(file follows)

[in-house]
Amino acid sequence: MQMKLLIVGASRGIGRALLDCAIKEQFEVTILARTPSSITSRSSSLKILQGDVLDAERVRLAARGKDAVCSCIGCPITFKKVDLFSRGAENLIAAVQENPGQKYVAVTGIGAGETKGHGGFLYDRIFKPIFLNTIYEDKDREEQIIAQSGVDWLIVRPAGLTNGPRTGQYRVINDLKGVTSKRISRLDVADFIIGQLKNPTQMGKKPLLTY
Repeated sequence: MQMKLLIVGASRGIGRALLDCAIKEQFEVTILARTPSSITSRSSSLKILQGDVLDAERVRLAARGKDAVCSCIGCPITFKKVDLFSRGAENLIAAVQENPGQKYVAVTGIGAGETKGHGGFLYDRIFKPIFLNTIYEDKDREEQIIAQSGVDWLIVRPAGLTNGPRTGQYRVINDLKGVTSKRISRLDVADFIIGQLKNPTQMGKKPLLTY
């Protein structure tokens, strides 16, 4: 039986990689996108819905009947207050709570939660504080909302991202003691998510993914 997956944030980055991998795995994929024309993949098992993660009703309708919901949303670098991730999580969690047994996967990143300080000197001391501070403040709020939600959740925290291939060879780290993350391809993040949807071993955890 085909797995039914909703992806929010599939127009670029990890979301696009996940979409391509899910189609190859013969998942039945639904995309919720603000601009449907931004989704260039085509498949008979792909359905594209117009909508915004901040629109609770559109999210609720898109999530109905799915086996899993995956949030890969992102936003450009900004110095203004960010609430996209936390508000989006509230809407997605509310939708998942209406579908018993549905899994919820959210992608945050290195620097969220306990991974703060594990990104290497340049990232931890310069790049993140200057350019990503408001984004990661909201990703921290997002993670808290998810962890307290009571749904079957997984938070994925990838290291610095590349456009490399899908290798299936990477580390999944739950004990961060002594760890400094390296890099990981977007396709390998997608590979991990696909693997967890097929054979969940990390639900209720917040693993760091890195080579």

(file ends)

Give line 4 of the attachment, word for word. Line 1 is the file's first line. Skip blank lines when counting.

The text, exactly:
């Protein structure tokens, strides 16, 4: 039986990689996108819905009947207050709570939660504080909302991202003691998510993914 997956944030980055991998795995994929024309993949098992993660009703309708919901949303670098991730999580969690047994996967990143300080000197001391501070403040709020939600959740925290291939060879780290993350391809993040949807071993955890 085909797995039914909703992806929010599939127009670029990890979301696009996940979409391509899910189609190859013969998942039945639904995309919720603000601009449907931004989704260039085509498949008979792909359905594209117009909508915004901040629109609770559109999210609720898109999530109905799915086996899993995956949030890969992102936003450009900004110095203004960010609430996209936390508000989006509230809407997605509310939708998942209406579908018993549905899994919820959210992608945050290195620097969220306990991974703060594990990104290497340049990232931890310069790049993140200057350019990503408001984004990661909201990703921290997002993670808290998810962890307290009571749904079957997984938070994925990838290291610095590349456009490399899908290798299936990477580390999944739950004990961060002594760890400094390296890099990981977007396709390998997608590979991990696909693997967890097929054979969940990390639900209720917040693993760091890195080579």